Raising rents and the history of land ownership

Man, over at SF Appeal what started as a simple, “can my landlord really raise my rent?” turned into, “short answer is yes, long answer <insert history of land ownership in Western civilization>”. Here’s a snippet:

As societies became more complex, ruthless bands of sociopaths (call their leaders pharaohs, kings, popes, bankers or the 1%) took control, they usurped the commoners’ (call them the people or the 99%) rights to own the land. I’m sure the bargain went something like this: “Look peon, I’ll defend your land for you, but because I have taken on this burden you have to give me unfettered rights to your land.” Faced with an offer they could not refuse, most commoners gave in. Those who resisted lost their ability to pass down their genetic make-up to future generations. It seemed that evolution created the perfect marriage of cowards and kings.

Good read, if you wanna shake your fist at the sky. Check it out.

[via SF Appeal]

48 Responses to “Raising rents and the history of land ownership”

  1. dave says:

    Until very recent decades, SF was a working class city. The dockworkers’ fights of the first half of the 20th Century were legendary. The Beats of the 40s and 50s, who were the literary movement that really put the “Freaky SF” meme on the map, worked in and around the same blue collar environment–working on the docks and hanging out in the blue collar, union-friendly bars.
    Even the original hippies (who were directly descended from the Beats) were hands-on, street fighting types rather than flower children.

    I’d suggest the angry subculture that always made SF different from other cities carried on right into the 90s. SF was still a tough place then in certain areas. Indeed, that is the current appeal to the hipster class–SF’s dark, crazy, underground edge.
    Unfortunately, that edge is now gone. While today’s hipsters are here because last decade’s hipsters colonized the Mission and turned it into a bohemian Disneyland with a decidedly punk rock edge, the chain ends there. Today’s hipsters bring nothing edgy, confrontational, or interesting to the table. They use blogs like this to cry about their bikes getting stolen. The hipsterized Mission has become the Marina now, something unthinkable even 15 years ago.

    SF was a working class town from the first day of the Gold Rush until sometime in the 90s. That has finally changed, and it won’t return unless there’s an economic or geological calamity.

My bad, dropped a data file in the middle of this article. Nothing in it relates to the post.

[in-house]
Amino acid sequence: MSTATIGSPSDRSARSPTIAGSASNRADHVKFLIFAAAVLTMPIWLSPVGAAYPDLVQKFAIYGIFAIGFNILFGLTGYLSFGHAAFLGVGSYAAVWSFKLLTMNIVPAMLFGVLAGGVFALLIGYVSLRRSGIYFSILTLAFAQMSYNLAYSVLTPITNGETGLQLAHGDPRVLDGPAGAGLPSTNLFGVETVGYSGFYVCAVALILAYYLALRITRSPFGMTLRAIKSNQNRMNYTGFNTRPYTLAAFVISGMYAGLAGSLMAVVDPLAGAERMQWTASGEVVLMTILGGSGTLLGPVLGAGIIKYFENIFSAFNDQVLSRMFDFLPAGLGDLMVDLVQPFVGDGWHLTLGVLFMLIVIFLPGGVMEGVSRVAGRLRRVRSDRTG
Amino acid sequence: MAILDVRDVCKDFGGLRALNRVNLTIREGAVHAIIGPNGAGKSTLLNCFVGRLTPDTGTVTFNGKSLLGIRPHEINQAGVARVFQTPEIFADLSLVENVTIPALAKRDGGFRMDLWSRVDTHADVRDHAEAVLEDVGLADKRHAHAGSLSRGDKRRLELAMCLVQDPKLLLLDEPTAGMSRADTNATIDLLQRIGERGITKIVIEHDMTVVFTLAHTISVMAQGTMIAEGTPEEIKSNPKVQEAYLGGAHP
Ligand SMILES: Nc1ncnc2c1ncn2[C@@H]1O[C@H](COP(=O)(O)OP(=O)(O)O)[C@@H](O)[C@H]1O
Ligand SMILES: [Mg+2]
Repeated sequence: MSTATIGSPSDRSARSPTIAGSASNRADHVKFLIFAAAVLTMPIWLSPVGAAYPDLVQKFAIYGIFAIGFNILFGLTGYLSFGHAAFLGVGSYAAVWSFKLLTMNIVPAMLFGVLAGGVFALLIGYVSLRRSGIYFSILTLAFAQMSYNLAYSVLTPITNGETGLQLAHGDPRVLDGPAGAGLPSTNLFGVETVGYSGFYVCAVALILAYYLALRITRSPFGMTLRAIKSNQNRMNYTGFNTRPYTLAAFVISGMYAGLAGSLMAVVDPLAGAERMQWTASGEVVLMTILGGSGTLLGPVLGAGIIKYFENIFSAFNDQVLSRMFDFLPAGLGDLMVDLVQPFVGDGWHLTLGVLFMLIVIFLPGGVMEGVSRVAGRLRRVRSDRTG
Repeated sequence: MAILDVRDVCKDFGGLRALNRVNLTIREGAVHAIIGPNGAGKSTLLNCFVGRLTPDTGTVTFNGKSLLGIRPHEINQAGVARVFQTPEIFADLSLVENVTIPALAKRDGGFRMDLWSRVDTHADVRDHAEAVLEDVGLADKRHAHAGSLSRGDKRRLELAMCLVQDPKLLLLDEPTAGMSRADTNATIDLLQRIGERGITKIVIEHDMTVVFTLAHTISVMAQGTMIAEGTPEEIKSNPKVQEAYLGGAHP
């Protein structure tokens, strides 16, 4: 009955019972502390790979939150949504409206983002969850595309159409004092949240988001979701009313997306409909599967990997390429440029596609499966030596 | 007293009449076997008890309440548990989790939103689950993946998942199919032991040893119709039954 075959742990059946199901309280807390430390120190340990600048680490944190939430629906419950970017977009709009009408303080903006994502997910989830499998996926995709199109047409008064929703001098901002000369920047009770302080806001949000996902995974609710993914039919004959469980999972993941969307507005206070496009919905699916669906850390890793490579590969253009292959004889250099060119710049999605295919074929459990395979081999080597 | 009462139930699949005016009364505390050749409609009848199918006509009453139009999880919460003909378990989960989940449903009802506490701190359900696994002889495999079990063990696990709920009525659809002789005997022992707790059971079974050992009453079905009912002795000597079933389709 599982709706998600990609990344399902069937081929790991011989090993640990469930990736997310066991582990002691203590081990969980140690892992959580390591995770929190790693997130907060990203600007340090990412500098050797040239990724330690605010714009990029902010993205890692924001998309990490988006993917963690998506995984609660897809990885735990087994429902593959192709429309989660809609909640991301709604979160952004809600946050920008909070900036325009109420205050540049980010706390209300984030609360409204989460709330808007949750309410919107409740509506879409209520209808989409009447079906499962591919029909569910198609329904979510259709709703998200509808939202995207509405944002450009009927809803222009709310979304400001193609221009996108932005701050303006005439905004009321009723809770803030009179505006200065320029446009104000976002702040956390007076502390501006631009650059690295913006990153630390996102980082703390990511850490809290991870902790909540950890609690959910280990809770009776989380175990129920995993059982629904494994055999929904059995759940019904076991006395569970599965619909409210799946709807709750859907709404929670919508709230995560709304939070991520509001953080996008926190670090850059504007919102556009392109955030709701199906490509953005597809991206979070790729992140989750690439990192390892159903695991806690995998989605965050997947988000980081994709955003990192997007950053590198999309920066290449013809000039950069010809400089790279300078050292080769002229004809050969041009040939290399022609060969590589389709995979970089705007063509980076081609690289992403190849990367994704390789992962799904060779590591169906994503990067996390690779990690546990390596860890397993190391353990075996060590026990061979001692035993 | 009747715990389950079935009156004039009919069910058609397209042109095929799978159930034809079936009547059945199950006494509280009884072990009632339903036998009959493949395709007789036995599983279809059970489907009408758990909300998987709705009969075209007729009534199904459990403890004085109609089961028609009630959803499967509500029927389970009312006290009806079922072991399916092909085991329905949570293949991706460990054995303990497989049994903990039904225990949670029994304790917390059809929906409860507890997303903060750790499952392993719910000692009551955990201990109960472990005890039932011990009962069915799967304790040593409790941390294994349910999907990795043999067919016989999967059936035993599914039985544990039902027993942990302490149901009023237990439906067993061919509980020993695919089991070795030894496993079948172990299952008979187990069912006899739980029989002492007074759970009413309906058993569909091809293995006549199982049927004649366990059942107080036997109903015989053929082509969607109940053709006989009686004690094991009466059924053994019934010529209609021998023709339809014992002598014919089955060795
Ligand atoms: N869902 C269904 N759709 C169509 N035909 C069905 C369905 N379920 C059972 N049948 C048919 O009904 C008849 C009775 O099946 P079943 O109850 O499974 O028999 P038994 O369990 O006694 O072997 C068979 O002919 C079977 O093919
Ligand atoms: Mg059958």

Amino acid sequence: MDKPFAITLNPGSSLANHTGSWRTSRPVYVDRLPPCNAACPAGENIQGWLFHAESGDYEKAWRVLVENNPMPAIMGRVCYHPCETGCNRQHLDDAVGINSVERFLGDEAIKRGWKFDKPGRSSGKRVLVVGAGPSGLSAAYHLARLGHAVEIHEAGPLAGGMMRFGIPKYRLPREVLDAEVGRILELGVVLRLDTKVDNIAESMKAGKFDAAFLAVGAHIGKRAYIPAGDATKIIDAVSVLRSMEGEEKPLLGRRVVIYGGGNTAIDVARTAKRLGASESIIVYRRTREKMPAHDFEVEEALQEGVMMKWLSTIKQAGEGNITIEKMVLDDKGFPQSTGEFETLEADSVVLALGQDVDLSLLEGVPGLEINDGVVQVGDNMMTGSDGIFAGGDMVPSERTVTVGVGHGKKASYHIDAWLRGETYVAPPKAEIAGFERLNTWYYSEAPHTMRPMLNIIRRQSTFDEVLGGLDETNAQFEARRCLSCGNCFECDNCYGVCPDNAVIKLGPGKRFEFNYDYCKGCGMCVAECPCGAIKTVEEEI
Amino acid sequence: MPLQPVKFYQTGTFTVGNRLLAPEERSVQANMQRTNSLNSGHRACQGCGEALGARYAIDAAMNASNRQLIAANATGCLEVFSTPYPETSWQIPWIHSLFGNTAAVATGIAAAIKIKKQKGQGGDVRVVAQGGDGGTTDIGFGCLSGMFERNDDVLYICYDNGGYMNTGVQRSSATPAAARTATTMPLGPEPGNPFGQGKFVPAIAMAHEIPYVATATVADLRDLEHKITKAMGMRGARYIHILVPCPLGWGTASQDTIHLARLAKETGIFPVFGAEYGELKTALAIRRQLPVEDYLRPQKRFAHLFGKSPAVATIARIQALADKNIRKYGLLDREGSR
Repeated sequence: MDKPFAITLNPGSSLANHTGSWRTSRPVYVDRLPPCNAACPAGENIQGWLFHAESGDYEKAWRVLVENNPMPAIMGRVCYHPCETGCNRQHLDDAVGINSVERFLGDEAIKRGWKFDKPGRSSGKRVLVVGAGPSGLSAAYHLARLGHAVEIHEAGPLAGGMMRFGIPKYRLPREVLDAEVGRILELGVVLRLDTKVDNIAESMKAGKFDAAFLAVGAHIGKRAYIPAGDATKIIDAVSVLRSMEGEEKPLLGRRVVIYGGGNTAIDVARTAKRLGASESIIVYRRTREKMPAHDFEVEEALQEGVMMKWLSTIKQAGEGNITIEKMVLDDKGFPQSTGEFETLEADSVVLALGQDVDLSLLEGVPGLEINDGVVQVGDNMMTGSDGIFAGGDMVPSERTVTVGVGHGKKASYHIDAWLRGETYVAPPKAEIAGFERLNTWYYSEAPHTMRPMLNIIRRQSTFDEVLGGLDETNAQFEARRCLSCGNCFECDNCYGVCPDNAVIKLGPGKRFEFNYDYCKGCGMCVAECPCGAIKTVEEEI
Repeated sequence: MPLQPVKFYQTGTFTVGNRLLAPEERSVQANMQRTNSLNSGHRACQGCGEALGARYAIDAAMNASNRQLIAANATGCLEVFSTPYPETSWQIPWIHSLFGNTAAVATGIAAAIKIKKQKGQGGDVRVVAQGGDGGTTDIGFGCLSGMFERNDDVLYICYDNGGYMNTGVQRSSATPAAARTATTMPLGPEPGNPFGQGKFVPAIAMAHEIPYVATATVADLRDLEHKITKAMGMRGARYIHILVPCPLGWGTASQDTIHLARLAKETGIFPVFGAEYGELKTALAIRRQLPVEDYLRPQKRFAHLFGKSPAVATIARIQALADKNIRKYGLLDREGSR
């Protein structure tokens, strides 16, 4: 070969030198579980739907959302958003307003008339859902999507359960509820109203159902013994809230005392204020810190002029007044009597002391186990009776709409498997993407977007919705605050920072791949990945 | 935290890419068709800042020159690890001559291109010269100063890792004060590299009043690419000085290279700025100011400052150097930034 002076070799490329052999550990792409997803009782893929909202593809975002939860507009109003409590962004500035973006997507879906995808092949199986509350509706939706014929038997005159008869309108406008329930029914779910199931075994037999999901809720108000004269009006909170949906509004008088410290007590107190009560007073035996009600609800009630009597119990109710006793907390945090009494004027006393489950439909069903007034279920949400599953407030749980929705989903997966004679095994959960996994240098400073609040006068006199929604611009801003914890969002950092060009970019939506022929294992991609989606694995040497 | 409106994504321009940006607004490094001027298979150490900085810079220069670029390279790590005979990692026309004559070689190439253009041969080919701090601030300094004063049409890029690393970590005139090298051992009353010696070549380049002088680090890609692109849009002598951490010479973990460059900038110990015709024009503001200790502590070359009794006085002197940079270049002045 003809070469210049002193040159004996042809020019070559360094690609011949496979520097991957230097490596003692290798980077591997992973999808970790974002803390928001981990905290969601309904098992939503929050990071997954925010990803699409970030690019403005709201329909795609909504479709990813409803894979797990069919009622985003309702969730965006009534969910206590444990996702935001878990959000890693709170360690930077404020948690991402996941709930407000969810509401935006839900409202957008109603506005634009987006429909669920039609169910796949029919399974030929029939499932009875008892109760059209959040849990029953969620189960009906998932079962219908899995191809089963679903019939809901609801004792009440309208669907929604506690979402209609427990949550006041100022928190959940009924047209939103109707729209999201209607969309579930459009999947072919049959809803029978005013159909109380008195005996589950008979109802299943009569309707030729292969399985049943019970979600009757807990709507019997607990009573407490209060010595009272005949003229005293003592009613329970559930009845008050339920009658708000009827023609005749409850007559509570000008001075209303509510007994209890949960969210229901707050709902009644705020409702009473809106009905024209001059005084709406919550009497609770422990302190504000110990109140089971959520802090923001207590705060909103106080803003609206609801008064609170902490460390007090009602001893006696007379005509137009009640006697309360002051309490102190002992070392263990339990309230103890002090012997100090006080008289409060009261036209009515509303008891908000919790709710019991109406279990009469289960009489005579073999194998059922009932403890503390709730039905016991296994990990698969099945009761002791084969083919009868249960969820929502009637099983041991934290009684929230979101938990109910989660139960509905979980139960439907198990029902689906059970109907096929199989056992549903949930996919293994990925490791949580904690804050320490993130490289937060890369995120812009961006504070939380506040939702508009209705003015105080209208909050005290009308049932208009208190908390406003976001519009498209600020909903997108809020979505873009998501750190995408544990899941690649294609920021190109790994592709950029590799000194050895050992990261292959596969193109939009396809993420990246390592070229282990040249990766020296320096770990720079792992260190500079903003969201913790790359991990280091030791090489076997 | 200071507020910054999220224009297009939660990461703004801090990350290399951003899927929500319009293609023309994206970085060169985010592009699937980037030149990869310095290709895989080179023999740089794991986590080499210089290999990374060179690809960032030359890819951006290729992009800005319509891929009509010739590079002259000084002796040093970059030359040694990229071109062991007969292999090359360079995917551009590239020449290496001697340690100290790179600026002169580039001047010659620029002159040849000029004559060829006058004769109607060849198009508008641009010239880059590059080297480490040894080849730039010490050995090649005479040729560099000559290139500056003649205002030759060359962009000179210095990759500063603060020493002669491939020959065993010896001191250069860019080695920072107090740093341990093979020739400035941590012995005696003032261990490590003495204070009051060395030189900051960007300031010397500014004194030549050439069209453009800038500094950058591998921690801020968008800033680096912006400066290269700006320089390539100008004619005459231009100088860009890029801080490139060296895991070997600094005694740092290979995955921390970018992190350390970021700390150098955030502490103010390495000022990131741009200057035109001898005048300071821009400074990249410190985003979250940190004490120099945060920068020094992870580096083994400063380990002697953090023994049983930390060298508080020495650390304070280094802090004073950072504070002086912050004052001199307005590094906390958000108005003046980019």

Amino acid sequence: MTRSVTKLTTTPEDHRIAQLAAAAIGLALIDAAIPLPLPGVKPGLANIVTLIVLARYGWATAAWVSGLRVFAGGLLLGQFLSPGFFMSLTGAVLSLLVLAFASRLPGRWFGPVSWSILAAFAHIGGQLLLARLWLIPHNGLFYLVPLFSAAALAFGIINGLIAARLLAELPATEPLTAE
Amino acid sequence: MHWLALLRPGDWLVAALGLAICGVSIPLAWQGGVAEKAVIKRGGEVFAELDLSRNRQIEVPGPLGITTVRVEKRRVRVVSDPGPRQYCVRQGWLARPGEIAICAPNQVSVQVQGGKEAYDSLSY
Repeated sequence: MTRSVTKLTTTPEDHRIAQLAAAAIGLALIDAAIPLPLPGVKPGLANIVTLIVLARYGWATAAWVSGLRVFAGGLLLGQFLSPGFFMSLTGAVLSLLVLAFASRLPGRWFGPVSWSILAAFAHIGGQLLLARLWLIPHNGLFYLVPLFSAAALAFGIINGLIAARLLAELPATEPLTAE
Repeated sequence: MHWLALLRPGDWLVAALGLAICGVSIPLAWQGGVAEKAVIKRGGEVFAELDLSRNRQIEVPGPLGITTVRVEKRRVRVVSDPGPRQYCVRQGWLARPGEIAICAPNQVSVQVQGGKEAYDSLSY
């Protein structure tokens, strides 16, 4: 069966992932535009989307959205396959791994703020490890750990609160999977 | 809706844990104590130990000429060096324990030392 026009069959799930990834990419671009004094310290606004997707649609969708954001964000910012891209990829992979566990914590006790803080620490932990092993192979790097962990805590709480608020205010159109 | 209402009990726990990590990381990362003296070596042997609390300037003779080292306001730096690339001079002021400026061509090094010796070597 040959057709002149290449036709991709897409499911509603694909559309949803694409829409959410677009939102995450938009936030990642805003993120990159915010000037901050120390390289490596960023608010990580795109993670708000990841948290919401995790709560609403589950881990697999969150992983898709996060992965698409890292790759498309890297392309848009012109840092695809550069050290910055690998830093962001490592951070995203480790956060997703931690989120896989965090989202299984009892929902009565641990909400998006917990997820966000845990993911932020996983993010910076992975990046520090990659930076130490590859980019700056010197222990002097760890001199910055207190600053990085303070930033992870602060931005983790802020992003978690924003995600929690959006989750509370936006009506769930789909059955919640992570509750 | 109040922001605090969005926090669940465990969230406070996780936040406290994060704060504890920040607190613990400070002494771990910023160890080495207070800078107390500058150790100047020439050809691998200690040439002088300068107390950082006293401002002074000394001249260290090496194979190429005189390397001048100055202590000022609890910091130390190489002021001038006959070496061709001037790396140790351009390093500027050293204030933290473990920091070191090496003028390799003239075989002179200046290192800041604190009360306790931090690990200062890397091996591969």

The engine that caused SF to crank out so much unique cultural phenomena over the decades is running on its last fumes.

    Think about it. What first attracted you to the Mission? Was it just the sunny weather and the central location, or was it something else–something about the kind of people you saw and the kinds of things they were doing?

    There are certainly people who are attracted to places with lots of trendy shops and eateries, people who will bring their credit card to a taqueria, pay $6 for a burrito, and request a spinach tortilla instead of flour, and be none the wiser.

    SF isn’t a trendy place for artists anymore; it’s a trendy place for IT workers. There is no more underground music scene to speak of; there is an art scene that plays for the moneyed hipster crowd, but it’s not a great art scene really; literature? Danielle Steele, yes, but truly good underground literature of the kind that used to be centered in the City, no; not anymore.

    The new Mission is a place for IT workers with disposable income or people who like to blog about food, not for people who naturally flock to bohemian enclaves. It’s for people whose most traumatic moment in life is when their bike gets stolen and who are moderately surprised to learn that there is like, a whole subtext of landlords and tenants and class economics and stuff out there–surprised because these sorts of thoughts are the last thing that would enter their mind when they’re in the Mission.

    • scum says:

      Thank you.

    • Daryl F. says:

      The fact that you don’t recognize the thriving art, music, and literature scenes in this city; both mainstream and underground, brings into question the credibility of your working-class-rage fantasy. Twenty years ago things were changing as well, and hard-headed reactionaries got just as bent out of shape. Let the world turn.

      • Petey says:

        Not to mention the fact that he (not so) secretly wishes for “an economic or geological calamity”. How sad, really.

    • MrEricSir says:

      I can tell you with absolute certainty that there still is a music scene, not to mention art and lit “scenes” that are very much thriving. Just because you chose not to participate in them doesn’t mean they don’t exist.

      • truth says:

        Sure, there are scenes, but they’re mostly just copies of copies of copies. Rich tech nerds and wannabe bohemians supported by parents and Ivy league educations taking the look of what used to be counter-cultural and fixing it to a mainstream consumerist culture. That’s the point of the rant.

        If you think expensive cuisine is a laudable “cultural phenomenon” then we don’t really have much to talk about. I think gig musicians will always have a place in SF, but Oakland is where you’ll find a more vibrant jazz and punk scene.

        • truth says:

          Also – I don’t think this is really an argument that anyone is going to win, but if you want to understand the perspective of people who think what’s happened to the Mission is overall pretty lame the above is a really good explanation.

        • rod says: